Yes. Allow me to retool a recent piece I posted. I admit it was stridently titled, "NO MORE HEAD-SCRATCHING-ASS-TIGHTENING-I-BEG-YOU-YES-SAH-BOSS BULLSHIT!" But actually it paints a futuristic, oxygenated, inclusive world of progress for Ghanaians. A world that gives a better sense of purpose than the stale, capitulatory, naive, lassie faire nonsense we have had after Dr. Nkrumah's CPP government. These are my suggestions - and I am not even party-affiliated...

I suggest a future where all Ghana's people: children, youth, women, men and the aged will be fully mobilised to build and defend Ghana.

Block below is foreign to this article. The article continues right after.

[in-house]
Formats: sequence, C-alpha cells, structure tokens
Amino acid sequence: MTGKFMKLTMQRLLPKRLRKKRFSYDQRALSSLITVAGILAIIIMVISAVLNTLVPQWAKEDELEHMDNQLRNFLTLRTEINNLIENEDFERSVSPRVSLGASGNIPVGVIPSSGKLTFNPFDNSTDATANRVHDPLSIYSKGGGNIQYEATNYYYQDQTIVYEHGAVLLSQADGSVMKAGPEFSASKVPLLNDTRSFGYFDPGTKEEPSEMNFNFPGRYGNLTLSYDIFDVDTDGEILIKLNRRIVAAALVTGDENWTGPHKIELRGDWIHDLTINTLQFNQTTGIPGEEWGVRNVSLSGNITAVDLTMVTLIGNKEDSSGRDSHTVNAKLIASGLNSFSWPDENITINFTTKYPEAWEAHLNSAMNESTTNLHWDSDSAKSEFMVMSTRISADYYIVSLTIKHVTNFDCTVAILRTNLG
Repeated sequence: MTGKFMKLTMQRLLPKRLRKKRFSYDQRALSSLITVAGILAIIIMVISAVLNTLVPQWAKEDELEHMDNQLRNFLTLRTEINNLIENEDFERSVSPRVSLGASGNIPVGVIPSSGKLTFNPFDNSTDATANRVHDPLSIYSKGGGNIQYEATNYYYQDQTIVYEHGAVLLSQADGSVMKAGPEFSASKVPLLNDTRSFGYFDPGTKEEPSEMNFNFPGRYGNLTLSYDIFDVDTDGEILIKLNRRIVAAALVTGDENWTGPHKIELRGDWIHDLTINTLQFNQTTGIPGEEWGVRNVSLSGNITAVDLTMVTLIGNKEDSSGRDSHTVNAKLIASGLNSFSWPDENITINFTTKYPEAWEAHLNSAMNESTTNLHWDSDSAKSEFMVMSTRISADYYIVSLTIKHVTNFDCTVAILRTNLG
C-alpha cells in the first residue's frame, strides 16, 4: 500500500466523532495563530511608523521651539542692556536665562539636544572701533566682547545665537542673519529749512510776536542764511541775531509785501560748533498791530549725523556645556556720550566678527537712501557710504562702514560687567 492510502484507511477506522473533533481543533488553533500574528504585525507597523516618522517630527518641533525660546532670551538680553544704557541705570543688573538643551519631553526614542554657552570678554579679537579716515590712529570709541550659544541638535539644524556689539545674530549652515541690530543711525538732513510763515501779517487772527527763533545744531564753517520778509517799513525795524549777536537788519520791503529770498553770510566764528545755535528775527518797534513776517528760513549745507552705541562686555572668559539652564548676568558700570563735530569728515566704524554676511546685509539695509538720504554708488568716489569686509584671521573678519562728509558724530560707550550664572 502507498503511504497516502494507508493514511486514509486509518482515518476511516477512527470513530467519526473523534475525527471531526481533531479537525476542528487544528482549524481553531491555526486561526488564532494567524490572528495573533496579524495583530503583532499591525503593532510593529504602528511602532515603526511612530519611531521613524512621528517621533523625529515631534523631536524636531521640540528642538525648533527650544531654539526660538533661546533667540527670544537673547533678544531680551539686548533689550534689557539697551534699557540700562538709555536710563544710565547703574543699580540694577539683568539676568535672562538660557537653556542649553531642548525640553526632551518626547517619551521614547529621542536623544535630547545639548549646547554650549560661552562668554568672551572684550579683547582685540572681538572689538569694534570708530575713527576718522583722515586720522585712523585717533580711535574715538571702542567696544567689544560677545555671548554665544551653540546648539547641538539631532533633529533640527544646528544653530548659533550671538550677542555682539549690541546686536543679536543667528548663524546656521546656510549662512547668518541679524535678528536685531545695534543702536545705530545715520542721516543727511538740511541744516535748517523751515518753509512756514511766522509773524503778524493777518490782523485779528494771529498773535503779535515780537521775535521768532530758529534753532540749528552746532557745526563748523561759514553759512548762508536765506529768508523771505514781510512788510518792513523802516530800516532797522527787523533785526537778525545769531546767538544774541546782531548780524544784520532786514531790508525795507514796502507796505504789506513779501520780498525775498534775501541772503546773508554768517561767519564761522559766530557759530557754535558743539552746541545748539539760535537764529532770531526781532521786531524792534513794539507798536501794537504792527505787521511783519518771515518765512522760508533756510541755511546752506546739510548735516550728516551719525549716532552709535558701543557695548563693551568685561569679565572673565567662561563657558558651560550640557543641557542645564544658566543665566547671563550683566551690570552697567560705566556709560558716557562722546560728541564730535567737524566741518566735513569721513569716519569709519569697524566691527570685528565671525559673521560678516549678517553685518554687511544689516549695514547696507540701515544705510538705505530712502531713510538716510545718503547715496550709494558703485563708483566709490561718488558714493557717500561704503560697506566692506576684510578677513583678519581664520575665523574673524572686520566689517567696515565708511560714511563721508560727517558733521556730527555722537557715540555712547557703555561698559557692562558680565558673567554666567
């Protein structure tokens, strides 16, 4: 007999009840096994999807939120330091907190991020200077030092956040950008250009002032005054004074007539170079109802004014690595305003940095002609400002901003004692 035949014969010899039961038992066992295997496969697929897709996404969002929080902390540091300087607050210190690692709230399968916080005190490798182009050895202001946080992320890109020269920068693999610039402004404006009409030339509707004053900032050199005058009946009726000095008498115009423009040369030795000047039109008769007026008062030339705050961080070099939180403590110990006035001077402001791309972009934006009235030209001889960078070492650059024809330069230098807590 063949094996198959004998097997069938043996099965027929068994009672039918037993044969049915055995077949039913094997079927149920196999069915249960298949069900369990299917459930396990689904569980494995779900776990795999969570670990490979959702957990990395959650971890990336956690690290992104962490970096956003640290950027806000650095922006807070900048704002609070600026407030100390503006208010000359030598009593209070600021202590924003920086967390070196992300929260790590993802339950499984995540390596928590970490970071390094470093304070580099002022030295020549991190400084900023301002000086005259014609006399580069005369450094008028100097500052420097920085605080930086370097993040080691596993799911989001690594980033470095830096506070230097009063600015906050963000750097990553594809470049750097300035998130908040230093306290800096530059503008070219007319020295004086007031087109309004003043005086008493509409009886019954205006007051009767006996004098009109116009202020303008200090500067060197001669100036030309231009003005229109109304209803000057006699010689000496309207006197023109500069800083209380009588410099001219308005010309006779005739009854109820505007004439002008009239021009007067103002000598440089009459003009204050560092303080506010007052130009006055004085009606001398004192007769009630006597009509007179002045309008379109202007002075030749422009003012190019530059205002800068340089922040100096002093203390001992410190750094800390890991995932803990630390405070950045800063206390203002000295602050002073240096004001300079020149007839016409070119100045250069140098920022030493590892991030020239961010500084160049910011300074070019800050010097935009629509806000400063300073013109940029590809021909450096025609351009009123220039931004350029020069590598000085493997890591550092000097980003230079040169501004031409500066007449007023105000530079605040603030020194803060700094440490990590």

A future that offers a sense of happy, innocent security that my future as a child would be endlessly promising. That I am capable of achieving anything I set my mind to.

A sense that my country is best in everything - gold, cocoa and industrial production, football, space technology, seafaring/oceanography, architecture, archaeology, academic, vocational and technological excellence.

A sense that my energetic, courageous, intelligent, effervescent, articulate orator of a leader, will vote only for the self-interest of Ghana and Africa, and tell them "where-its-at" at the United Nation.

A sense that singularly my government will have the audacity and courage to address and implement the Nationalisation of Ghana's key industrial and commodity export sectors. No-ifs-or-buts!